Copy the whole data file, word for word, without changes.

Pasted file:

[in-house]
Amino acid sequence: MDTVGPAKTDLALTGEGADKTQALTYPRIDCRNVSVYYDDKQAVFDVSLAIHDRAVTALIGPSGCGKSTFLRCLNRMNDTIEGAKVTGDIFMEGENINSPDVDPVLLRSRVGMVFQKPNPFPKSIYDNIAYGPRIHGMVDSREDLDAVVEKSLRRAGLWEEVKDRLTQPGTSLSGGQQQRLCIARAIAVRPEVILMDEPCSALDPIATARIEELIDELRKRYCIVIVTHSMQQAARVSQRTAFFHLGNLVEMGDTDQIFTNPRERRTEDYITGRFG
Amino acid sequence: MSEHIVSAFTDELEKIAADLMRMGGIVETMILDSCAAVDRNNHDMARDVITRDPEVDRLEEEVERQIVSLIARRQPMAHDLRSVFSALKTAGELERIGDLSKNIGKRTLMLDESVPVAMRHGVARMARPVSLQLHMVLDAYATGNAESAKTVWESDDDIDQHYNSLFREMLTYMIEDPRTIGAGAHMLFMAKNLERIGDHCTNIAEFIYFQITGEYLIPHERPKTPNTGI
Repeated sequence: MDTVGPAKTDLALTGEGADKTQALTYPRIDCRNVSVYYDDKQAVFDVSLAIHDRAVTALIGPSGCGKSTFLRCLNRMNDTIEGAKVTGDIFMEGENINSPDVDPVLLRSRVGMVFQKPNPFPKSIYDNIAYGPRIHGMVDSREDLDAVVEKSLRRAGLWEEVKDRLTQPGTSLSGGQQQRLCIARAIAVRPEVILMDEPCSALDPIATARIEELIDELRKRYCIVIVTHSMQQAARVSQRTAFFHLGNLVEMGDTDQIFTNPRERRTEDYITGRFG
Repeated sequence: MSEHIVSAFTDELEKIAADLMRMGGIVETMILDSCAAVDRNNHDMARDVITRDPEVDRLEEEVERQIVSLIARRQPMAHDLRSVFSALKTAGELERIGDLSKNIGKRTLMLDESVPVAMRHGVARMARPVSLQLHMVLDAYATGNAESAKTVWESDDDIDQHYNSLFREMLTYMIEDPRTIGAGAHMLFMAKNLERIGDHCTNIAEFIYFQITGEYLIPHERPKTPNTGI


[in-house]
Amino acid sequence: MDTVGPAKTDLALTGEGADKTQALTYPRIDCRNVSVYYDDKQAVFDVSLAIHDRAVTALIGPSGCGKSTFLRCLNRMNDTIEGAKVTGDIFMEGENINSPDVDPVLLRSRVGMVFQKPNPFPKSIYDNIAYGPRIHGMVDSREDLDAVVEKSLRRAGLWEEVKDRLTQPGTSLSGGQQQRLCIARAIAVRPEVILMDEPCSALDPIATARIEELIDELRKRYCIVIVTHSMQQAARVSQRTAFFHLGNLVEMGDTDQIFTNPRERRTEDYITGRFG
Amino acid sequence: MSEHIVSAFTDELEKIAADLMRMGGIVETMILDSCAAVDRNNHDMARDVITRDPEVDRLEEEVERQIVSLIARRQPMAHDLRSVFSALKTAGELERIGDLSKNIGKRTLMLDESVPVAMRHGVARMARPVSLQLHMVLDAYATGNAESAKTVWESDDDIDQHYNSLFREMLTYMIEDPRTIGAGAHMLFMAKNLERIGDHCTNIAEFIYFQITGEYLIPHERPKTPNTGI
Repeated sequence: MDTVGPAKTDLALTGEGADKTQALTYPRIDCRNVSVYYDDKQAVFDVSLAIHDRAVTALIGPSGCGKSTFLRCLNRMNDTIEGAKVTGDIFMEGENINSPDVDPVLLRSRVGMVFQKPNPFPKSIYDNIAYGPRIHGMVDSREDLDAVVEKSLRRAGLWEEVKDRLTQPGTSLSGGQQQRLCIARAIAVRPEVILMDEPCSALDPIATARIEELIDELRKRYCIVIVTHSMQQAARVSQRTAFFHLGNLVEMGDTDQIFTNPRERRTEDYITGRFG
Repeated sequence: MSEHIVSAFTDELEKIAADLMRMGGIVETMILDSCAAVDRNNHDMARDVITRDPEVDRLEEEVERQIVSLIARRQPMAHDLRSVFSALKTAGELERIGDLSKNIGKRTLMLDESVPVAMRHGVARMARPVSLQLHMVLDAYATGNAESAKTVWESDDDIDQHYNSLFREMLTYMIEDPRTIGAGAHMLFMAKNLERIGDHCTNIAEFIYFQITGEYLIPHERPKTPNTGI